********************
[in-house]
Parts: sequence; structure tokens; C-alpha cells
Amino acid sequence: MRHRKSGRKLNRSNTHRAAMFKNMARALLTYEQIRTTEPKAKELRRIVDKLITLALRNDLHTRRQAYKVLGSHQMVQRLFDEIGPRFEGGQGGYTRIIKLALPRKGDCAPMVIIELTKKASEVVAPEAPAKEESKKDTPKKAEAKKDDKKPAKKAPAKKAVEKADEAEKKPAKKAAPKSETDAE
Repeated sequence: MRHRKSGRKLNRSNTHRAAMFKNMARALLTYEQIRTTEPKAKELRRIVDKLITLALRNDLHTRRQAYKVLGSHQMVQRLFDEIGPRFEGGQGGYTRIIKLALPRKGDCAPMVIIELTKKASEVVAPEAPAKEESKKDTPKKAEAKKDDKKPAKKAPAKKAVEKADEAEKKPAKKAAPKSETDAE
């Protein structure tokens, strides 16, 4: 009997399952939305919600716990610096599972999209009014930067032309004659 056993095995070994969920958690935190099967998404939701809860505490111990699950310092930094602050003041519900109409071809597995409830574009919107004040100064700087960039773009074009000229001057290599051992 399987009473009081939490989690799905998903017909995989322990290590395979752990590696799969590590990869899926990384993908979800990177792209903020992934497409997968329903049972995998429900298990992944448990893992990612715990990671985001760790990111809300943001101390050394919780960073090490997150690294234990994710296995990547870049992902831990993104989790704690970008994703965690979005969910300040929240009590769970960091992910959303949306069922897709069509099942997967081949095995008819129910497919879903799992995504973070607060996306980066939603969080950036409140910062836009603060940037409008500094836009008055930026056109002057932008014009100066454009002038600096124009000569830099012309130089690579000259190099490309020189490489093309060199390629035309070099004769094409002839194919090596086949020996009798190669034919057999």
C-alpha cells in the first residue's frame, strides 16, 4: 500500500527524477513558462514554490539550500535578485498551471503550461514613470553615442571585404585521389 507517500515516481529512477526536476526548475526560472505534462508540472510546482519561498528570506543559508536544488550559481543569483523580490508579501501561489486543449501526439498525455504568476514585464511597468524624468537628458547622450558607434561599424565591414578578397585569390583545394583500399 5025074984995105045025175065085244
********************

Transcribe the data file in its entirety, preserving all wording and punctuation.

[in-house]
Parts: sequence; structure tokens; C-alpha cells
Amino acid sequence: MRHRKSGRKLNRSNTHRAAMFKNMARALLTYEQIRTTEPKAKELRRIVDKLITLALRNDLHTRRQAYKVLGSHQMVQRLFDEIGPRFEGGQGGYTRIIKLALPRKGDCAPMVIIELTKKASEVVAPEAPAKEESKKDTPKKAEAKKDDKKPAKKAPAKKAVEKADEAEKKPAKKAAPKSETDAE
Repeated sequence: MRHRKSGRKLNRSNTHRAAMFKNMARALLTYEQIRTTEPKAKELRRIVDKLITLALRNDLHTRRQAYKVLGSHQMVQRLFDEIGPRFEGGQGGYTRIIKLALPRKGDCAPMVIIELTKKASEVVAPEAPAKEESKKDTPKKAEAKKDDKKPAKKAPAKKAVEKADEAEKKPAKKAAPKSETDAE
């Protein structure tokens, strides 16, 4: 009997399952939305919600716990610096599972999209009014930067032309004659 056993095995070994969920958690935190099967998404939701809860505490111990699950310092930094602050003041519900109409071809597995409830574009919107004040100064700087960039773009074009000229001057290599051992 399987009473009081939490989690799905998903017909995989322990290590395979752990590696799969590590990869899926990384993908979800990177792209903020992934497409997968329903049972995998429900298990992944448990893992990612715990990671985001760790990111809300943001101390050394919780960073090490997150690294234990994710296995990547870049992902831990993104989790704690970008994703965690979005969910300040929240009590769970960091992910959303949306069922897709069509099942997967081949095995008819129910497919879903799992995504973070607060996306980066939603969080950036409140910062836009603060940037409008500094836009008055930026056109002057932008014009100066454009002038600096124009000569830099012309130089690579000259190099490309020189490489093309060199390629035309070099004769094409002839194919090596086949020996009798190669034919057999």
C-alpha cells in the first residue's frame, strides 16, 4: 500500500527524477513558462514554490539550500535578485498551471503550461514613470553615442571585404585521389 507517500515516481529512477526536476526548475526560472505534462508540472510546482519561498528570506543559508536544488550559481543569483523580490508579501501561489486543449501526439498525455504568476514585464511597468524624468537628458547622450558607434561599424565591414578578397585569390583545394583500399 5025074984995105045025175065085244